A Mason man is facing a civil suit after pleading guilty to assaulting a competing Vietnamese nail-salon business owner.
John Nguyen, 39, was arrested and convicted of criminal damaging and two counts of assault in the April 12 incident, as The Enquirer’s Kimball Perry reports, below.
A story of chasing the American dream by building a business in the face of fierce competition is playing itself out in adjoining Cincinnati neighborhoods.
So far, it’s resulted in threats followed by a brutal beating, jail time and a lawsuit.
The intense competition is, as always, for thousands of potential customers. But it’s not big business versus big business.
This literal fight for success is between battling Vietnamese-owned nail salons.
“I got beat like a rag doll,” Chanh Luong said.
Luong is manager of Escape Nail Spa in the 3600 block of Hyde Park’s Edwards Road. That’s immediately south of the railroad tracks from Ambiance Nail Salon and Spa in the 2700 block of Madison Road in Oakley. Ambiance and several other area nail salons are owned by John Nguyen. Each can see the other business from their salon.
Luong manages the nail salon, opened April 1, for its owners, including his wife and a group of area Vietnamese investors. The first 10 days of business were so bad that Luong hired a man to wear a billboard announcing 30 percent off of his spa’s services. Luong had the human billboard stand April 12 at the busy intersection of Edwards and Madison roads.
That’s where Nguyen saw it, immediately irritated by a competitor. Nguyen, Luong said, called one of the owners of Luong’s spa and told him to move the human billboard, but Luong, who came to the U.S. in 1986, refused. Luong’s business partner told him to be careful.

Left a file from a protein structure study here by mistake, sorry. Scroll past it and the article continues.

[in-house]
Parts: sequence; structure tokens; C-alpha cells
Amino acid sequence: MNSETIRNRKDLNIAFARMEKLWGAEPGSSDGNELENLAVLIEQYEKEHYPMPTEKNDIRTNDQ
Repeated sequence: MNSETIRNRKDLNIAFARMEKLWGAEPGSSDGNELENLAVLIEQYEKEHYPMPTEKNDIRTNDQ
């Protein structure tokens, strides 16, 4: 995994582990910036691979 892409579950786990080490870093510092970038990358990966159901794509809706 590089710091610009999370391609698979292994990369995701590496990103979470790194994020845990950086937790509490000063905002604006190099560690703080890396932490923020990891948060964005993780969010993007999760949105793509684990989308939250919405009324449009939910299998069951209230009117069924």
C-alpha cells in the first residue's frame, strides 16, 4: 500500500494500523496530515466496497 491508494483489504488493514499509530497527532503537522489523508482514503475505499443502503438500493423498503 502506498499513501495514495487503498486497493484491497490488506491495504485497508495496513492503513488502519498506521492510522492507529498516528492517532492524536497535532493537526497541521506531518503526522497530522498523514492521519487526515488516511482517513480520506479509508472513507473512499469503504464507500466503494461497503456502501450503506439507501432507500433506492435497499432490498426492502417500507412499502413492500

Luong then called Nguyen.
“He said I shouldn’t do that,” Luong said of Nguyen. “Hey, it’s America. Freedom of speech, man.”
That’s when Nguyen threatened him, switching between speaking English and Vietnamese, Luong said.
“I told him ‘You run your business, I’ll run mine. We’re competitors. You don’t pay my rent,’ ” Luong said.
Nyguen, who wouldn’t comment for this story, didn’t back down.
“I just laughed,” Luong said. “I said, ‘Look, man, I’m not going to (give in) to you.’ He said ‘Don’t (mess) with me. I’ll kill you and your family.’ I said, ‘I’m not scared of you. This is America.’ He said, ‘We will see’ and he hung up on me.”
Within moments, Luong saw Nguyen and three of Nguyen’s male employees storming toward his nail salon. Nguyen and two of the men punched Luong, beating him so badly that he was hospitalized, forced to wear a neck brace and sported a severe black eye
“He said (in Vietnamese), ‘I’m going to let you know who I am today’ and he punched me in the temple,” said Luong, of Hamilton. “They wanted to beat me up to teach me a lesson, make an example out of me.”
Nguyen went into Luong’s spa, threw an employee to the ground, broke a chair and swept bottles and other equipment off of a counter.
“I was scared but I choose not to be because I didn’t do anything wrong,” Luong said.
Nguyen, 39, of Mason was arrested and convicted of criminal damaging and two counts of assault. Hamilton County Municipal Court Judge Ted Berry sent Nguyen to jail for 10 days but suspended the last nine, placed him on probation and ordered him to pay expenses associated with the attack.
Nguyen paid Luong’s $8,000 hospital bill, but, because he later refused to leave a Vietnamese wedding also attended by Luong, he violated his probation. The judge revoked Nguyen’s probation and threw him in the Hamilton County Justice Center until Thursday, when he was released.
“It’s a fair game as long as you don’t break the law. He chose to be a bully about it,” Luong said.
Luong also filed a civil lawsuit against Nguyen stemming from the beating. In court documents, Nguyen denied the allegations even though he pleaded guilty to the criminal charges.
“It’s all about money and a little bit of greed. We’re going to defend this vigorously in court,” Rich Goldberg, Nguyen’s attorney, said of the civil suit.
Business is better for Luong, and he’s proud of standing up to the threat. He keeps a bottle of Advil behind the counter to deal with the headaches he gets after the beating, but he believes it was worth it.
“It’s kind of embarrassing for me to bring this to light, but it needs to be,” Luong said. “Competition makes everybody better.”